My favorite line of the night was when Bernie admitted that although it wasn't good politics, "the American people are sick and tired about hearing about your damn emails." I've been thinking this for a long time, and I wondered that if it came up in the debate, whether Bernie would take the high road and maintain his extremely high standards of focusing on issues rather than the political bullshit generated by media, or succumb to the pressures of the political game. He took the high road. 

And the media gave the point to Hillary. 

Bernie doesn't have a Super PAC. He's raised almost as much money as Hillary from individual donations.  Any decision he ever makes as president will be his own, and not influenced by big money.  I respect that. 

The media doesn't. 

Since the media has infuriated me (and since I live in Kansas, and it won't matter who I vote for in the general election), I will never side with Hillary.  I will write in Bernie's name if I have to.  Sorry for reneging on this, but the media has pissed me off. 

Go Mets. 

Friday, October 16, 2015

A 5-Year Anniversary Poem for my Lovely Wife

A Surly Furious Can is Red,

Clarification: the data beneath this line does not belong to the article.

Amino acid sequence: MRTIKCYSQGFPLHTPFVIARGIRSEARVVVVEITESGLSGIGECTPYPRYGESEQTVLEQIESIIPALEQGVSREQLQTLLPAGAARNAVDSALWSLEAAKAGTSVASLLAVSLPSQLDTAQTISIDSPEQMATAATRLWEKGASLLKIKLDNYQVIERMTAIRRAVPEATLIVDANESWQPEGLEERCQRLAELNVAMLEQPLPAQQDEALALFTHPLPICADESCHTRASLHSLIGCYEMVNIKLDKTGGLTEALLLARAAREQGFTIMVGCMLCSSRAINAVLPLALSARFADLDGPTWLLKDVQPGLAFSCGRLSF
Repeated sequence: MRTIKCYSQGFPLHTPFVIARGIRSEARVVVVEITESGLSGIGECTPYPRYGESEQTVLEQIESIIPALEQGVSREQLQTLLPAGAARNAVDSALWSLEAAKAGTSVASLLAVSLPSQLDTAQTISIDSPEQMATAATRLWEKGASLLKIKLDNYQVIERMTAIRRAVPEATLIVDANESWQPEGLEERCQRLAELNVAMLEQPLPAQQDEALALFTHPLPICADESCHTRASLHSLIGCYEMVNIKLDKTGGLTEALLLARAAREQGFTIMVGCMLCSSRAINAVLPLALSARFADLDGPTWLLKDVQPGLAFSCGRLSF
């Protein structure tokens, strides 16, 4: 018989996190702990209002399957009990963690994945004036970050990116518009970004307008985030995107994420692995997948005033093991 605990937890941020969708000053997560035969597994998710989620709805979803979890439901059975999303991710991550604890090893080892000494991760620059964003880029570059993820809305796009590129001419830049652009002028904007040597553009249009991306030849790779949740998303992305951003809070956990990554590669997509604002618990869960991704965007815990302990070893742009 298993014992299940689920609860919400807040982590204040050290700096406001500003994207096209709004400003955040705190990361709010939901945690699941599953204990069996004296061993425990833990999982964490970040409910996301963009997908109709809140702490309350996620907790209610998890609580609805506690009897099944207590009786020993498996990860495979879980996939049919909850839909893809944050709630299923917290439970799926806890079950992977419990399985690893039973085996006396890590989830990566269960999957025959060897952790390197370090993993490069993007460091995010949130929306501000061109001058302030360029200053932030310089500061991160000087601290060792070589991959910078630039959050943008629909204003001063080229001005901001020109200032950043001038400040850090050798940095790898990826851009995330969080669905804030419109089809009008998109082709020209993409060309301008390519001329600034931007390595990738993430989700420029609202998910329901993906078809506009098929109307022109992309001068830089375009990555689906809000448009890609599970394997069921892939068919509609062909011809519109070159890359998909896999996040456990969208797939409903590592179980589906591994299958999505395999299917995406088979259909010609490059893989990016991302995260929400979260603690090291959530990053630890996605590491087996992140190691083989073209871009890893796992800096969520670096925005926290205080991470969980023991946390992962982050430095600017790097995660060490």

A Surly OverRated Can is Blue,
Five Years ago on this Day,
I happily got married to you.

(The Honeymoon)
Russian River's Logo has a Pine Tree,
The one for Lagunitas has a Dog,
We drank beer at both places,
A Redwood would make a big log.

(1-Year Anniversary)
Double Mountain had great beer, 
Everybody's had good food, 
We hiked Multnomah Falls,
Because we were in the mood. 

(2-Year Anniversary)
We got a free tour at New Belgium,
At Avery we met up with Joe P,
We hiked to the top of the Flat Irons,
From there it was easy to see

(3-Year Anniversary)
We got our 4 beers from Allagash,
Maine Beer Co was our Holy Grail,
I took a cool pic of the sunset,
And we hiked the Appalachian Trail.

(4-Year Anniversary)
Harpoon was a big brewery,
Trillium was a great find,
The Freedom Trail took forever,
since beer kept getting us behind.

(5-Year Anniversary)
The move messed with Fall Break,
My 20-year got in the way,
So we'll celebrate our 5-year,
with beer and hiking on a different day.

Love you, sweetheart!

Tuesday, October 6, 2015

The Automobile: America's Top Killing Machine